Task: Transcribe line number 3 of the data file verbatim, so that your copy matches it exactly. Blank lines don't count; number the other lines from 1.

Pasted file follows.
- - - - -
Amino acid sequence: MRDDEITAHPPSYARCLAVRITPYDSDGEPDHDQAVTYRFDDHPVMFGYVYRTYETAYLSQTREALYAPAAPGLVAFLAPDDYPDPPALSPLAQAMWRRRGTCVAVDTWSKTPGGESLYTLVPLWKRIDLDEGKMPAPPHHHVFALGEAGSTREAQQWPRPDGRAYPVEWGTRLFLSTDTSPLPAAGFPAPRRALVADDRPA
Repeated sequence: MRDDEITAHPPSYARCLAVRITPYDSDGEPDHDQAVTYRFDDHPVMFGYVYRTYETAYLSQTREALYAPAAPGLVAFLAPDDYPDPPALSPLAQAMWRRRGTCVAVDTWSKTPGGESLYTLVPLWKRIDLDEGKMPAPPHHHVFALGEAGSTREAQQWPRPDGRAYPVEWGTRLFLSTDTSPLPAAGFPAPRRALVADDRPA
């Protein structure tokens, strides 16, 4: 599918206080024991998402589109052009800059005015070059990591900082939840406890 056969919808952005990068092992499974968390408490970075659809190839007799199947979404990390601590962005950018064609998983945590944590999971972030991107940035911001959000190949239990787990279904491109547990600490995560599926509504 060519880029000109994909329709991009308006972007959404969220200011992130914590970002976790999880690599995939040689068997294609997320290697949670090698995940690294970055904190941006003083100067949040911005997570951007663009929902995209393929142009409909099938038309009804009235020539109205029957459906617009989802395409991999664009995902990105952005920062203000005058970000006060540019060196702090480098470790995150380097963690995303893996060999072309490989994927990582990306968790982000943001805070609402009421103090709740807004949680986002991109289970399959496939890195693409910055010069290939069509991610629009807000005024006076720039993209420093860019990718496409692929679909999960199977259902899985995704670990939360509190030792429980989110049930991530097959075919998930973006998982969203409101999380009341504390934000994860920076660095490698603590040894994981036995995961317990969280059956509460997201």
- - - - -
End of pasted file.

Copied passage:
């Protein structure tokens, strides 16, 4: 599918206080024991998402589109052009800059005015070059990591900082939840406890 056969919808952005990068092992499974968390408490970075659809190839007799199947979404990390601590962005950018064609998983945590944590999971972030991107940035911001959000190949239990787990279904491109547990600490995560599926509504 060519880029000109994909329709991009308006972007959404969220200011992130914590970002976790999880690599995939040689068997294609997320290697949670090698995940690294970055904190941006003083100067949040911005997570951007663009929902995209393929142009409909099938038309009804009235020539109205029957459906617009989802395409991999664009995902990105952005920062203000005058970000006060540019060196702090480098470790995150380097963690995303893996060999072309490989994927990582990306968790982000943001805070609402009421103090709740807004949680986002991109289970399959496939890195693409910055010069290939069509991610629009807000005024006076720039993209420093860019990718496409692929679909999960199977259902899985995704670990939360509190030792429980989110049930991530097959075919998930973006998982969203409101999380009341504390934000994860920076660095490698603590040894994981036995995961317990969280059956509460997201």